It’s called Wi-Fi sync. This one is huge for everyone, let alone teachers. All you have to do is plug-in your iPad to charge up at night and iOS 5 will automatically connect to a shared Wi-Fi connection, and backup your device. No cables required.
- How often do people connect your iOS devices to their computer to back up their information on iTunes?
- How often do people plug their IOS devices to charge them up?
If teachers are starting to use the iPad as a serious teaching device or notetaking system, then we need to make sure that we don’t lose our student information or marks right before report cards. (After all, the closer we get to report cards, the more likely something goes wrong.)
Sure, some apps allow you to back up your data to dropbox. For example, the TeacherPal app lets you click a button to backup your marks to your dropbox account. But there’ve been a few times that the app simply crashed while trying to back up a relatively large file. If we can automate the backup process, it becomes a lot easier to recover from a disaster.
Apple gives you 5 GB for free, which is apparently “plenty for most people.” (It might not be enough for you, if you have an iPad which starts at 16 GB of space.. Or, if you have several IOS devices that you want to backup on your iCloud account.) Each additional 10GB of storage costs $20 per year.
#1. iOS 5 now lets you show everything that you see on your iPad up on the projector screen or TV. (And not just certain apps, but every app.) This is what we’ve been waiting for.
Video Mirroring. Wow.
The most exciting iOS 5 feature for teachers has got to be AirPlay mirroring. This one looks incredibly promising. You need an iPad 2 (or iPhone 4S) but basically it means you could potentially teach using your iPad. There are a few apps that let you handwrite notes on the iPad.
Using the Note Taker HD app, you could effectively get rid of your overhead projector.
- Instead of using an overhead projector and writing notes on a transparency, you could take handwritten notes using an app like Note Taker HD.
- Instead of photocopying a page onto an overhead transparency, you could simply scan the page as a PDF and then import that into notetaker HD. Now, you can annotate on top of the photocopy with your handwritten notes.
- The note taker HD app even lets you insert photos (from your iPad’s camera roll, from your iCloud’s Photo Stream, or even from a new photo you just took using the camera on your iPad 2)
(Mind you, the NoteTaker HD app had these feature before iOS 5, but now AirPlay will allow you to mirror any app on the big screen, not just AirPlay enabled apps like NoteTaker HD.)
- If you teach astronomy, there are some great astronomy star chart apps.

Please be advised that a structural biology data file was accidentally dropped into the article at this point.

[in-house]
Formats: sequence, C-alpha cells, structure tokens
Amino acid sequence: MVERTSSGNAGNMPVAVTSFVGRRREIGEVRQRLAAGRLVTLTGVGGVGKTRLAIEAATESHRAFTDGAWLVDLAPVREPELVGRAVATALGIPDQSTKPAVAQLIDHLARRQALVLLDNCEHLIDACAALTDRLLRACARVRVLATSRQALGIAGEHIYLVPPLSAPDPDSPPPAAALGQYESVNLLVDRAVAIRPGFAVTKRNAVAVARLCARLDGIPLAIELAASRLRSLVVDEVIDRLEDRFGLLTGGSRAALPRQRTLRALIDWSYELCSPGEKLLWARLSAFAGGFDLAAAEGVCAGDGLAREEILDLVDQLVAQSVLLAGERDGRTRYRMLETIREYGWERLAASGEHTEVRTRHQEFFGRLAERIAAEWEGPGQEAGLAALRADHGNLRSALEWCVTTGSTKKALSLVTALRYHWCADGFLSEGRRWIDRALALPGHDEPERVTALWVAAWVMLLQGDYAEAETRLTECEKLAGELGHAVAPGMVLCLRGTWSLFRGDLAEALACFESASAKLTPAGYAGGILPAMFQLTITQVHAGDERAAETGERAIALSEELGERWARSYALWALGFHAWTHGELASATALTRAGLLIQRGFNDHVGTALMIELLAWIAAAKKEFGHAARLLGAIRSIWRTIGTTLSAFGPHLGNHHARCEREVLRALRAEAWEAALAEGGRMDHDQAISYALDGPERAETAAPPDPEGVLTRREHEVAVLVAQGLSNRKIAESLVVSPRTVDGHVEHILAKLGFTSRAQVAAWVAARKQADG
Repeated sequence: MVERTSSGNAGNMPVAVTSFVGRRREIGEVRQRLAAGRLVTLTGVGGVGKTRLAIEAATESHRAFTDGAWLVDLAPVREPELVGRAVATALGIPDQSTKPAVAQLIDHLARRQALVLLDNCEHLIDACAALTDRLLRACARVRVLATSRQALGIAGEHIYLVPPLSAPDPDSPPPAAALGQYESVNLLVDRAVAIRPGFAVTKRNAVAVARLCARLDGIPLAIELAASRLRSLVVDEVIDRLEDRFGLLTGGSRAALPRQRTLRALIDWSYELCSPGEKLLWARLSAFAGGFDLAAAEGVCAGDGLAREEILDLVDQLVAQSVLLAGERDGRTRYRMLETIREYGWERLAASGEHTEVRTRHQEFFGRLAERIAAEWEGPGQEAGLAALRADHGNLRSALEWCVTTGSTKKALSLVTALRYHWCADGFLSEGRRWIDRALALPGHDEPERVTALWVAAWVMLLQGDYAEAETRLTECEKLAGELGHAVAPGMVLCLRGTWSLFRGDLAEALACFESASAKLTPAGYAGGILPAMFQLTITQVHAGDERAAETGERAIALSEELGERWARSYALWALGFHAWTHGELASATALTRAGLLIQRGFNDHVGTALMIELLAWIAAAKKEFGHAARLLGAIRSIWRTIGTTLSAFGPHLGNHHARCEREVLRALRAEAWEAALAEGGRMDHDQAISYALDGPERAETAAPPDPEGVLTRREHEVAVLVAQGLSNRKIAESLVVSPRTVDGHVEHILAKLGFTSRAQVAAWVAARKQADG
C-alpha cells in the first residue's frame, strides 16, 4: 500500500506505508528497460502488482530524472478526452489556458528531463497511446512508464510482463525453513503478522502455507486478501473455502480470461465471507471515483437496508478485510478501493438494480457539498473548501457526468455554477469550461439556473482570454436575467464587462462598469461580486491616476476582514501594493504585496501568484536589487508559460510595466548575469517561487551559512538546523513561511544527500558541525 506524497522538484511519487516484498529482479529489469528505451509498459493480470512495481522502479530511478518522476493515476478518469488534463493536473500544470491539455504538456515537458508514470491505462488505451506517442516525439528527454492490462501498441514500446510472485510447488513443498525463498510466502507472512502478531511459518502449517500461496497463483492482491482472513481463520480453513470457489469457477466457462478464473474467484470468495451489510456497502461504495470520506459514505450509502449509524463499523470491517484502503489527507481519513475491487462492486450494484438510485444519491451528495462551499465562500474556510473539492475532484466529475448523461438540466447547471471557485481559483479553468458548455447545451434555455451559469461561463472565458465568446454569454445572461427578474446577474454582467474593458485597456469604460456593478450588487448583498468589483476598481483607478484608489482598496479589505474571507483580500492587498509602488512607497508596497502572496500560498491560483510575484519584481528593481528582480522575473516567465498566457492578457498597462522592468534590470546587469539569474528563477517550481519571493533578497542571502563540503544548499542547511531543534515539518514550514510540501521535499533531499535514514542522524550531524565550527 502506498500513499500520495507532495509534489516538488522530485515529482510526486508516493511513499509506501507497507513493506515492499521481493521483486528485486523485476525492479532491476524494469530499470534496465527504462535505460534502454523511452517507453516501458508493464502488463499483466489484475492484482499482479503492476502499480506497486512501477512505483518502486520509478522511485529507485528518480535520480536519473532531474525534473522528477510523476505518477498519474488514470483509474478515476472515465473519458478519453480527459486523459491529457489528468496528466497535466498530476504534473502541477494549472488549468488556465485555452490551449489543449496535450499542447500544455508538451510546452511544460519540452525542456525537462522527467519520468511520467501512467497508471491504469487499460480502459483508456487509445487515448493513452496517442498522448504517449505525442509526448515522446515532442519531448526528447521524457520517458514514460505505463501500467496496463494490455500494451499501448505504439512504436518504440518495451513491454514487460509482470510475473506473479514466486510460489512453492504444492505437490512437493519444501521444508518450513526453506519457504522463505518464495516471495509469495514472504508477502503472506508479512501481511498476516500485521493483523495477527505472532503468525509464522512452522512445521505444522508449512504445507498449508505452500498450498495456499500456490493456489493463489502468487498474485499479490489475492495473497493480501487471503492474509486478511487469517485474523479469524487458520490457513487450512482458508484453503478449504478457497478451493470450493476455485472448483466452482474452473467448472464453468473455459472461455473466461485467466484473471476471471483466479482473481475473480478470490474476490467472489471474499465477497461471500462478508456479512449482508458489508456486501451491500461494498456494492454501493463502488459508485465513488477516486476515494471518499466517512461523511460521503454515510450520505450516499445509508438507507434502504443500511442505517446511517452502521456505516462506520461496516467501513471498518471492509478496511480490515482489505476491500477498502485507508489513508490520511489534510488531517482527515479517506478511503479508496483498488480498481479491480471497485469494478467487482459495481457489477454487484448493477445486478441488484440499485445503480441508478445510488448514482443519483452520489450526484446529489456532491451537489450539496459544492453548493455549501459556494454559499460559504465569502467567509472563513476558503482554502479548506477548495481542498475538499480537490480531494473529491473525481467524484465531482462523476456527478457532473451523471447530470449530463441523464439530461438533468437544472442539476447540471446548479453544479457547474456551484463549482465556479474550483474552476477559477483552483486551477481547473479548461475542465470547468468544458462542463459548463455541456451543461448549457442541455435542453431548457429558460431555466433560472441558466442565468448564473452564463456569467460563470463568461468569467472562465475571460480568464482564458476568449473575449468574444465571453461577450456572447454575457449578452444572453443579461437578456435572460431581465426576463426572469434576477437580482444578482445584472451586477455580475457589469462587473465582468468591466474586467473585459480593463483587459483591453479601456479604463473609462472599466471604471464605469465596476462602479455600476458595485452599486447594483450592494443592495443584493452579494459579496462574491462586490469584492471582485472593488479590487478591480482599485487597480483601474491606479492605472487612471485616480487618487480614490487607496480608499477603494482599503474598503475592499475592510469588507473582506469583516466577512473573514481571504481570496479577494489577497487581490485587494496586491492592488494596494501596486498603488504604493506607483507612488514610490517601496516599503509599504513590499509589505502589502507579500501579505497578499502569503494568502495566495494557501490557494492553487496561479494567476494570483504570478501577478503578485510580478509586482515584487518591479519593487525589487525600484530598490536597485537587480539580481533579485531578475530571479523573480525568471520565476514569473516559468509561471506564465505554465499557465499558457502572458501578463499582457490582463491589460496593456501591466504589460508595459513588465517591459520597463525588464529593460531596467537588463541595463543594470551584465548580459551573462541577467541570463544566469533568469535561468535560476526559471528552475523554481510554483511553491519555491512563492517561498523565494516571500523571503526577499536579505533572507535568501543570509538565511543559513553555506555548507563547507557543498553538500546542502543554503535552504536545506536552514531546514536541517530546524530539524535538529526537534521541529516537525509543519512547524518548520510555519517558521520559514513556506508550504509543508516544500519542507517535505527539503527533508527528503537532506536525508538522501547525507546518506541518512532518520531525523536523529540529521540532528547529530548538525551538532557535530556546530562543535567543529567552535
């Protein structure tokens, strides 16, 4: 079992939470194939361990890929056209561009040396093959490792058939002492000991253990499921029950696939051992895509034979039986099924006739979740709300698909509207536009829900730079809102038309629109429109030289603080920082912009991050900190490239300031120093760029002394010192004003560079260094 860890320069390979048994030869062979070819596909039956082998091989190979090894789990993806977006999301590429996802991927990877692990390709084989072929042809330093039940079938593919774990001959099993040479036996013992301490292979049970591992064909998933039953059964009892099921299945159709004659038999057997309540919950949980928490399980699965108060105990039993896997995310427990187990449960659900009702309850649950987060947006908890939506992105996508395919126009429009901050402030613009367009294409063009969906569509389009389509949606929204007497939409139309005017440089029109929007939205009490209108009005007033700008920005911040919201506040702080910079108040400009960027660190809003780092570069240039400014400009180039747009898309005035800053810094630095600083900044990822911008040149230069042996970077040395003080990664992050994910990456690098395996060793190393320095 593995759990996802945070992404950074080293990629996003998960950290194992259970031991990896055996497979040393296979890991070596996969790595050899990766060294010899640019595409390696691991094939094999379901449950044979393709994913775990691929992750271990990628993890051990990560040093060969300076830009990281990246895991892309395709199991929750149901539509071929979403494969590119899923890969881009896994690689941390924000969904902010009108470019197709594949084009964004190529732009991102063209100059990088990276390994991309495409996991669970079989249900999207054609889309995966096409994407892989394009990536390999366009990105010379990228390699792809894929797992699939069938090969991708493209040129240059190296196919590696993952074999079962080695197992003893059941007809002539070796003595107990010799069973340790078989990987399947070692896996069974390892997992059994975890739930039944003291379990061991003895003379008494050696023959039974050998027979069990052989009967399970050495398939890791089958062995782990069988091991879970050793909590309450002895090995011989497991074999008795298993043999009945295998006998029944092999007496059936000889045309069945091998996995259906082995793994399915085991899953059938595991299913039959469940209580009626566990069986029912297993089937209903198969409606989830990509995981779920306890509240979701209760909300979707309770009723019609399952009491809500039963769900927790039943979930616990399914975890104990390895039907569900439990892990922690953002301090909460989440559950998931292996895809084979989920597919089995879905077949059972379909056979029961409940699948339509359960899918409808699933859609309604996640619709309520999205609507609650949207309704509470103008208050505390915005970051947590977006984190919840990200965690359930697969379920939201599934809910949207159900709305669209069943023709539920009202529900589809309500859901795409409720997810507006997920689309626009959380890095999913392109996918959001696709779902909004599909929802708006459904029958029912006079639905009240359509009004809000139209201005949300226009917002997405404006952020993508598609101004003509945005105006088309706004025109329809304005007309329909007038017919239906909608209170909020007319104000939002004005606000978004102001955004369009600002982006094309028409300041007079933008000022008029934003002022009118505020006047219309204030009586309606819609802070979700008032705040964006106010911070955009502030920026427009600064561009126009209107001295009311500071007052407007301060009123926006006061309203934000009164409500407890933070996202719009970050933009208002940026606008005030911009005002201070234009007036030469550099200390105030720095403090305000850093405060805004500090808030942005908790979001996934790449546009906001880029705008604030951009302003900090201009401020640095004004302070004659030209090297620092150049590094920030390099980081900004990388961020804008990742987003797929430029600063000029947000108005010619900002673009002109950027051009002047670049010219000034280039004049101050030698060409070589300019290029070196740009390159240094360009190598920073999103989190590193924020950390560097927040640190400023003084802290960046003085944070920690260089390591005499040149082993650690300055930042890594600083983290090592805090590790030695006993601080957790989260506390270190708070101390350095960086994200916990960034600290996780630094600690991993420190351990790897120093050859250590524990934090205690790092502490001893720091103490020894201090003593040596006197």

- Some apps like global TV allowed you to stream video onto your iPad. Unfortunately, before iOS 5, you couldn’t show this on the big screen or data projector. (YouTube was fine, but third-party video apps weren’t guaranteed to work.) Now, with iOS 5, an iPad 2, and the Apple VGA connector, you can show specific scenes from Glee (that may not be available on YouTube.)
- Some teachers use an Elmo (document projector) that have a camera so that you can show your students what you’re looking at. With iOS 5 and Apple TV 2, imagine being able to walk around your classroom, pull out your iPhone 4S or your iPad 2, turn on the camera and show the class someone’s math manipulative answer to the problem of the day.
Here are a few things to note:
The Apple composite AV cable connector won’t cut it. When using an iPad 2, iOS 5, and the Apple composite connector to connect three wires to a TV (1 video, 2 audio), you only get YouTube and a few airplay enabled apps to work. Depending on your TV, you may get a flickering image with the Note Taker HD app. You won’t be able to see the home screen or any app you like. (AirPlay mirroring won’t work using a composite AV cable. It seems you need a digital signal for the video mirroring magic to work.)
The Apple VGA connector will allow you to mirror your iPad 2 (iOS 5) properly on a computer monitor or data projector. You can show the home screen and it rotates in real time when you turn it sideways or vertically. Any app you can see on your iPad 2 seems to show currently on the big screen. You can even Skype using your data projector and a camera on your iPad 2 which opens doors to teleconferencing with a class overseas. Unfortunately, this Apple VGA connector uses a very short cable which means you’ll literally have to stand beside your projector.
The dream set up is to use Apple TV 2, which will wirelessly stream whatever’s on your iPad 2 to your projector. The only downside is that Apple TV 2 requires an HDMI connection. Newer classroom projectors may have an HDMI input, but older projectors will certainly not. (You may be able to use HDMI to DVI cable, but there are no guarantees.)
Classroom Technology is evolving. How do you use your iPad in your classroom?